who lives and reigns with you in the unity of the Holy Spirit,
one God, for ever and ever.
August 08, 2016
It’s an old Latin phrase meaning “buyer beware.” Wikipedia tells us:
The phrase caveat emptor and its use as a disclaimer of warranties arise from the fact that buyers typically have less information about the good or service they are purchasing, while the seller has more information. The quality of this situation is known as ‘information asymmetry’. Defects in the good or service may be hidden from the buyer, and only known to the seller.
One consequence of this notion is that once the buyer and the seller have agreed to the terms of the exchange, the responsibility for any fault or for any harm done by the product lay entirely with the buyer. Similar to items sold “as is,” caveat emptor presupposes that the buyer inspects the item and finds it satisfactory prior to purchase. Certain home purchases and most used car sales fall under this umbrella. If you did not inspect the house thoroughly, better ask around for a good contractor as you will be paying to repair the leaky roof. If you bought a used car “as is” and discover that the lemon needs a new transmission, prepare to pay the mechanic. If you purchase a defective lava lamp at a garage sale, the purchase is final, and you own a fancy new paperweight.
Now, imagine if we extend the limits of caveat emptor more fully into our lives as consumers, such that the consumer assumes responsibility for all the faults and harms in the supply chain for the purchased shirt or blouse. In that instance, we could say that the person who wears garments from H & M assumes responsibility for the 14-year-olds who worked 12-hour days for “for the lowest minimum wage in the world (about $3 a day)” to make the shirt or blouse. It does not seem unreasonable to say that this consumer, under caveat emptor, bears moral responsibility for the purchased product. That same consumer assumes a moral responsibility for the environmental havoc wrought by the reckless discharge of chemicals used in the manufacturing process of the same shirt or blouse for that H & M garment. Having purchased that short or blouse means that I now bear responsibility for a polluted, lifeless river, a child exposed to carcinogens living near the field where the cotton was grown, or the devastating loss of life in a factory tragedy.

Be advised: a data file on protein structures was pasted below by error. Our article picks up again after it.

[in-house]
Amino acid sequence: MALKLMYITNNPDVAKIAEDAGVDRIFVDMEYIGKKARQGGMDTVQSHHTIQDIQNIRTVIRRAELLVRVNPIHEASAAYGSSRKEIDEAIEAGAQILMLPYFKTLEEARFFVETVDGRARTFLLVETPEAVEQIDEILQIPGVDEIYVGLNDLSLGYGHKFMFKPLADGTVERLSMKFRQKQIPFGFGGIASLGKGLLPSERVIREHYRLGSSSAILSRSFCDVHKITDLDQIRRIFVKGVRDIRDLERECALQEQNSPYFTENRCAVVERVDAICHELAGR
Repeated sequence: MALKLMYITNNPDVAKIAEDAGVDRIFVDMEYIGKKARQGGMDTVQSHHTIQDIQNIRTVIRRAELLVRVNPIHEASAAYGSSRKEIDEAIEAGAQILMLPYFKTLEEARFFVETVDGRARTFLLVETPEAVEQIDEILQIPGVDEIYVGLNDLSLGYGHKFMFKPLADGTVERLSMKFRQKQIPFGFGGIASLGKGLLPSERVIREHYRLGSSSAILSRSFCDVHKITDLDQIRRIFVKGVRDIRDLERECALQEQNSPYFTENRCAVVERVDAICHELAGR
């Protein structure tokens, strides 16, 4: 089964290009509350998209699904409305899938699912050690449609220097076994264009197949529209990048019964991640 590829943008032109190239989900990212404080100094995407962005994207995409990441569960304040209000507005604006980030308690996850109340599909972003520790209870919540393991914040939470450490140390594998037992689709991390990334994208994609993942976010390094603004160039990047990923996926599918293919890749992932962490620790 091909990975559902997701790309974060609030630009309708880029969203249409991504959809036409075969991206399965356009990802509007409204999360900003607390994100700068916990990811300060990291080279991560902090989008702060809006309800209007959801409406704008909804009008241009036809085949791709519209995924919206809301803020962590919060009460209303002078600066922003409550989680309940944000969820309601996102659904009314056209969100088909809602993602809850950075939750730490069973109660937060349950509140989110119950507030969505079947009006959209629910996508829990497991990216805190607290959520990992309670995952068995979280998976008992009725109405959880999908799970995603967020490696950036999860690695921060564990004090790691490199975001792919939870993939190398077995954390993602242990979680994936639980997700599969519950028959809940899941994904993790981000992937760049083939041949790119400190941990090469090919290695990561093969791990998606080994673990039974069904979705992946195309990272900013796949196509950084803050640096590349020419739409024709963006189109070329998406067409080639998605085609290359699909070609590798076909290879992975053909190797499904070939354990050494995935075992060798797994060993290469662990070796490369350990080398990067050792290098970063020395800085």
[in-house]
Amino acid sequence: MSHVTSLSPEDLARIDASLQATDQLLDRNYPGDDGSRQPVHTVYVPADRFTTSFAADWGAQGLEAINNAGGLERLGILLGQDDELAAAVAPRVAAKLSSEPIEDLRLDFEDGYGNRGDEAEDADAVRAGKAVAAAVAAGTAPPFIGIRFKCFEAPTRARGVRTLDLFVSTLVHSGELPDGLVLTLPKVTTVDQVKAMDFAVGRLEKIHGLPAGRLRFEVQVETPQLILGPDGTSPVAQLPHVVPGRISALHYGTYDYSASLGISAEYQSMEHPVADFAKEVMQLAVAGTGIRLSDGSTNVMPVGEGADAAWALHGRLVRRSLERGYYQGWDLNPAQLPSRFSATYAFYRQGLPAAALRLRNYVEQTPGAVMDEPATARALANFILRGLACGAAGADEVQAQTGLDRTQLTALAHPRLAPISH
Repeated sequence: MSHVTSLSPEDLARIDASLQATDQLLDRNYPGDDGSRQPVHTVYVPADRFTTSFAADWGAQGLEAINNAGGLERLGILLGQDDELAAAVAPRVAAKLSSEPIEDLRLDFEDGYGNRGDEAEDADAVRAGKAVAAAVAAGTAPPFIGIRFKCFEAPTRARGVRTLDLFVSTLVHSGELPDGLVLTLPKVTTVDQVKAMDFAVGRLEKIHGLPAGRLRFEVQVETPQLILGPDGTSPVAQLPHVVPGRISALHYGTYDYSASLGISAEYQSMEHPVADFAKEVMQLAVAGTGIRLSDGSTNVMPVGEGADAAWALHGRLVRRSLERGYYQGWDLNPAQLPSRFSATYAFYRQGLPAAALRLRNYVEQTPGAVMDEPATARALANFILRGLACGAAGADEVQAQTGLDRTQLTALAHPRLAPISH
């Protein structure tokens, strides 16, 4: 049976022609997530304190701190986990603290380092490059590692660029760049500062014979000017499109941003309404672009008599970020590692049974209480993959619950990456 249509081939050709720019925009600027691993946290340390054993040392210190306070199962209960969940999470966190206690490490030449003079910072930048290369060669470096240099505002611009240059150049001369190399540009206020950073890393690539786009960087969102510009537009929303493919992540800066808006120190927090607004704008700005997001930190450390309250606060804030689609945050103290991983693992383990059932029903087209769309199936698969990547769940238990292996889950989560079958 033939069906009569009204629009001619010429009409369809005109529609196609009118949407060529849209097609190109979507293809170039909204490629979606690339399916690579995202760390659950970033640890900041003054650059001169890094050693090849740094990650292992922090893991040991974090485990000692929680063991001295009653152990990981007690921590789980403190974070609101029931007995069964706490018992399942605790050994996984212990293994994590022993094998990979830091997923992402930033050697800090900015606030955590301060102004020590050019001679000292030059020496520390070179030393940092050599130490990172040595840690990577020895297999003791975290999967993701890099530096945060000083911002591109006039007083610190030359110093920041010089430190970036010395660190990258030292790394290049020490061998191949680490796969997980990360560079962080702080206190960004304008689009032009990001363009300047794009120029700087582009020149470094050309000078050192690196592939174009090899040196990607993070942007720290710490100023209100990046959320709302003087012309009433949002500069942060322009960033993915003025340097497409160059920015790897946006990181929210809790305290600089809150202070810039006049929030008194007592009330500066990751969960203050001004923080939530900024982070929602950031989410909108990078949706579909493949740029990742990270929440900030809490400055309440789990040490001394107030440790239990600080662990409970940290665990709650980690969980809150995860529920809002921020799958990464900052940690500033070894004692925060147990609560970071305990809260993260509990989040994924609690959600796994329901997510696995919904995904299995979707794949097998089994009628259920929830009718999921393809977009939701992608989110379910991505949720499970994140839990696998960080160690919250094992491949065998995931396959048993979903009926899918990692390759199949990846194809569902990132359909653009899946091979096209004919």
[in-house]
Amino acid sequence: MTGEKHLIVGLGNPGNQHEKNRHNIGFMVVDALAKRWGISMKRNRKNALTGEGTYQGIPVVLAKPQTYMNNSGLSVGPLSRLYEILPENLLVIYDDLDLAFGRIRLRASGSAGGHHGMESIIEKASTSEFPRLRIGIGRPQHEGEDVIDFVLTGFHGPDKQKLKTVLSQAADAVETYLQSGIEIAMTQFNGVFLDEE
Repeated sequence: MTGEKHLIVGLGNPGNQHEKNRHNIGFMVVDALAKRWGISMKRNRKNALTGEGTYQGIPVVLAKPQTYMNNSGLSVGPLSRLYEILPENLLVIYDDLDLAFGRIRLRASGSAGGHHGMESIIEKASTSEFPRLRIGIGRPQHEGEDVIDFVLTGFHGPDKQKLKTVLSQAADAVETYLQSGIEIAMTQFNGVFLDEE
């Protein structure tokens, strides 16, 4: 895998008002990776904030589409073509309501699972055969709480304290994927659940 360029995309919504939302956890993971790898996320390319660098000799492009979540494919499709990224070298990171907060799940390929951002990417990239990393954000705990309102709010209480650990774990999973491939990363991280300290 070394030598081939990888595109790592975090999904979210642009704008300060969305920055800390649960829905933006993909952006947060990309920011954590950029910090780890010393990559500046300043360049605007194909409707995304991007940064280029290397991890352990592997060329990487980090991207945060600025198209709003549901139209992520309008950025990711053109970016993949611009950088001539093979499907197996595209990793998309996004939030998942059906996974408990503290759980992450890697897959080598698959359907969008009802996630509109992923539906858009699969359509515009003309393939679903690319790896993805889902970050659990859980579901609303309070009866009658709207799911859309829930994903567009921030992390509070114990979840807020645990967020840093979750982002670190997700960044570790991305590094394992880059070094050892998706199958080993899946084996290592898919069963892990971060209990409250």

In classical understandings, there were once three professions: lawyers, physicians, and clergy. To this day, all three have certain privileges enshrined in law. All three were understood as “healing arts.” The clergy healed the soul. The physician healed the body. The lawyer healed the communal relationship. Maxims like caveat emptor aimed to protect, or where broken mend, relationships in the community.
Similarly, our faith suggests that we would do well to heed caveat emptor in this broader sense. If we extend the notion in terms of Christian stewardship, Jesus warned, “For where your treasure is, there also will your heart be” (Mt 6:21). We may own the things we buy, but they also begin to own us. Every purchase we make has moral consequences. Pope Francis, in Laudato Si’, said: “Purchasing is always a moral– and not simply economic– act.” Indeed, then, every purchase is caveat emptor, buyer beware, for this has impact on your soul, on your spirituality, on how you relate to God, neighbor, creation, and even that garment worker in some distant land.
We believe as Catholics that being in right-relationship gives true and lasting joy. Being in right-relationship with God, with family, with neighbor, with the garment worker, and even with my enemy is a critical expression of my lived faith. A richer understanding of caveat emptor means that, before I buy, I want to know the locations of supplier factories to enable independent monitoring and verification of conditions for workers. It means that I want workers to receive a living wage, without excessive overtime and with regular safety training. It means that I want to insure that environmental hazards are reduced or eliminated, at home and abroad. And it means that my desire for these things must express itself in action.